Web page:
See our article about the best place to sell a car stereo. While the article is about car stereos, the retailers listed are still a great place to sell all kinds of stereo equipment.
Next, the condition of your item is going to be very important. You want to make sure that your equipment is functional, and if it is damaged, you may not even be able to sell it. Of course, this might not be the case with vintage equipment, as it can be reconditioned, but this is just something to keep in mind.
Finally, you should clarify that you are looking to sell the item rather than pawn it to start negotiations off right. If they like your equipment, then they will undoubtedly want to buy it!
How much can I expect to sell stereo equipment to a pawnshop?
30%- 45% of resale value
According to a previous pawnshop owner Mathew May, you can expect to receive between 30% to 45% of what the pawnshop desires to sell it for. This is because the pawnshops are a business at the end of the day, so they still need to make money and is taking a risk that they will be able to sell it for a profit. As we’ve discussed, you should consider selling on eBay or Facebook Marketplace for high earnings.
An example is a Technics RS TR167 Stereo Double Cassette Deck that we found on Pawn America, which has stores across the US.
Retail value: $99.99 of Technics RS TR167 Stereo
Low end (30%): $30
High End (45%): $45
So as an easy rule of thumb, you should expect to receive between half and a ⅓ of roughly what the resale value is, for instance, the previous resale price on the likes of eBay. This way, you’ll know if it’s a fair or scrupulous deal.
Do pawn shops buy car stereo equipment?
People often think pawnshops will not accept car stereo equipment because of the history of stolen car radios. But because of the current lower value of removable stereos and newer models are bolted into vehicles, this is not the case.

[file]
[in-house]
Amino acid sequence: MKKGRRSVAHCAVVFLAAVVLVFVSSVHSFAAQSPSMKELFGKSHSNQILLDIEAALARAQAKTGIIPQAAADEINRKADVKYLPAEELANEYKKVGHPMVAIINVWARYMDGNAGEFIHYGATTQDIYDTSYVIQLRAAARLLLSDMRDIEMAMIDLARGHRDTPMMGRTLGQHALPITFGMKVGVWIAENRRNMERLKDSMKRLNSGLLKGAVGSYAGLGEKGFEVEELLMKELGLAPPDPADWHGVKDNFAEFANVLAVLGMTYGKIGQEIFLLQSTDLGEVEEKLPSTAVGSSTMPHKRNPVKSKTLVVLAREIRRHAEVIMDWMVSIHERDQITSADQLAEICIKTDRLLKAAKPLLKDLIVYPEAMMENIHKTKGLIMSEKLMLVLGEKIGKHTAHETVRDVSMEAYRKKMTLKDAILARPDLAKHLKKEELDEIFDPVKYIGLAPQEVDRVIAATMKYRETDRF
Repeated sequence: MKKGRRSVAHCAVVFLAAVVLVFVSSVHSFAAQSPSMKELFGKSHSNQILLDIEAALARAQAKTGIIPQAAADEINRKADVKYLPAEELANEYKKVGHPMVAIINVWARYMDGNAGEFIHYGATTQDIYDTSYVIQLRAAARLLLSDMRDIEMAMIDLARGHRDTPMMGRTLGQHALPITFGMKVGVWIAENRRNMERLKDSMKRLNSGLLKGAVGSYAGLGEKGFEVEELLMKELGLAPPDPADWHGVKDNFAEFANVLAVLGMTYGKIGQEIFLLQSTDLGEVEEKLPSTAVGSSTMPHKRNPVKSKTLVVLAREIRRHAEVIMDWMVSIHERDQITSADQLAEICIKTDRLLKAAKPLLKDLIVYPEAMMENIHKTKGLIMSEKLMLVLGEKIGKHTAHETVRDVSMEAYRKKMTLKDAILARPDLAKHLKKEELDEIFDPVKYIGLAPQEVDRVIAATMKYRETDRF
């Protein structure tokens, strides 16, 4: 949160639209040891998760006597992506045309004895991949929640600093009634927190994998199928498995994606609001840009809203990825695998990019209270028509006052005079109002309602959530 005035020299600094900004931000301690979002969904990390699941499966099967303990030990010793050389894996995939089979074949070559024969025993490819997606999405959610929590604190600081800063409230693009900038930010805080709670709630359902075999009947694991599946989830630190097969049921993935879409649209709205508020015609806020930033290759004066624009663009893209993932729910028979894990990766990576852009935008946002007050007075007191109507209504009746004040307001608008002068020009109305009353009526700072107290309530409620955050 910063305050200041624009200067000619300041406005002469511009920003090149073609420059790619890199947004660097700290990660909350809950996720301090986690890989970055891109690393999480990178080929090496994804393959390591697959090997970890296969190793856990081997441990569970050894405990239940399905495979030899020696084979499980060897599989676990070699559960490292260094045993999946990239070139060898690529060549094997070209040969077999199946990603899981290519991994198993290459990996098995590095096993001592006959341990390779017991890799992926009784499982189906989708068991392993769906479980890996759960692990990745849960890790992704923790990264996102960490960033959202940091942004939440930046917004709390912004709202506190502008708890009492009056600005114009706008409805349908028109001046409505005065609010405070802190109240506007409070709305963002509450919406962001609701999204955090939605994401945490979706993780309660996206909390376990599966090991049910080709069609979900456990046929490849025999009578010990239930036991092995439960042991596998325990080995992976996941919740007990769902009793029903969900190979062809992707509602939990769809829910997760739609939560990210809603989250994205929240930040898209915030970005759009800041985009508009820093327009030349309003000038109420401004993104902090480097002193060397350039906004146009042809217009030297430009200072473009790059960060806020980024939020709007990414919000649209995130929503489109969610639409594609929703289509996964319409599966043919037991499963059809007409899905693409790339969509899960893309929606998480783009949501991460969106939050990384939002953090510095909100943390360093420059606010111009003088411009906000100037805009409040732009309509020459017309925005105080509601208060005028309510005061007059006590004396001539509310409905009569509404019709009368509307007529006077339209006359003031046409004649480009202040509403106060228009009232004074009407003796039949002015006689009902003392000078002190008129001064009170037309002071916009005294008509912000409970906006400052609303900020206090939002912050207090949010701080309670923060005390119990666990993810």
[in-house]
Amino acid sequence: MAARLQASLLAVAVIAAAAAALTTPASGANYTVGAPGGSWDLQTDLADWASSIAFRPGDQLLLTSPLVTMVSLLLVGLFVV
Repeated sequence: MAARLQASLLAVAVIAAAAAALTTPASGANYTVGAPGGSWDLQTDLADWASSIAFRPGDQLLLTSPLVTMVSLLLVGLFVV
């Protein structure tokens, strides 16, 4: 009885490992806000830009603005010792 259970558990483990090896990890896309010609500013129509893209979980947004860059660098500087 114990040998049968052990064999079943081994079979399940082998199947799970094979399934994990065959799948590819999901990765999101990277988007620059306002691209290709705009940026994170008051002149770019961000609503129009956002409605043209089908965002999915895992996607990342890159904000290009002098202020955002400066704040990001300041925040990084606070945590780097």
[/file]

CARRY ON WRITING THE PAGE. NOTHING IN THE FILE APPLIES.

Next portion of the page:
So the answers is yes, pawnshops do generally buy car stereo equipment but make sure if your removing a stereo, bring as much of the original equipment as possible to the pawnshop, which includes:
- All wires
- All casings and housing
- Manuals and boxes (If you still have them)
Having as much of the original equipment that came in the box will help your chances of the pawnshop wanting to buy the equipment and giving you the highest value possible. See our article on the best places to sell your car stereo for the best idea of what prices are at pawnshops, eBay, and Facebook Marketplace.
As you can see, Pawnshops do indeed buy stereo equipment, and the next time that you need to buy some yourself, we highly recommend you visit a pawn shop. They tend to have hard-to-find equipment and other electronic gems that can make your day when you discover them. Ultimately, we don’t recommend selling your equipment at a pawn shop if you’re after the best price possible; eBay or Facebook Marketplace will be better for this but will not be as convenient as walking in and out of a pawnshop with cash in your hand.
We wish you the best for your pawnshop visit!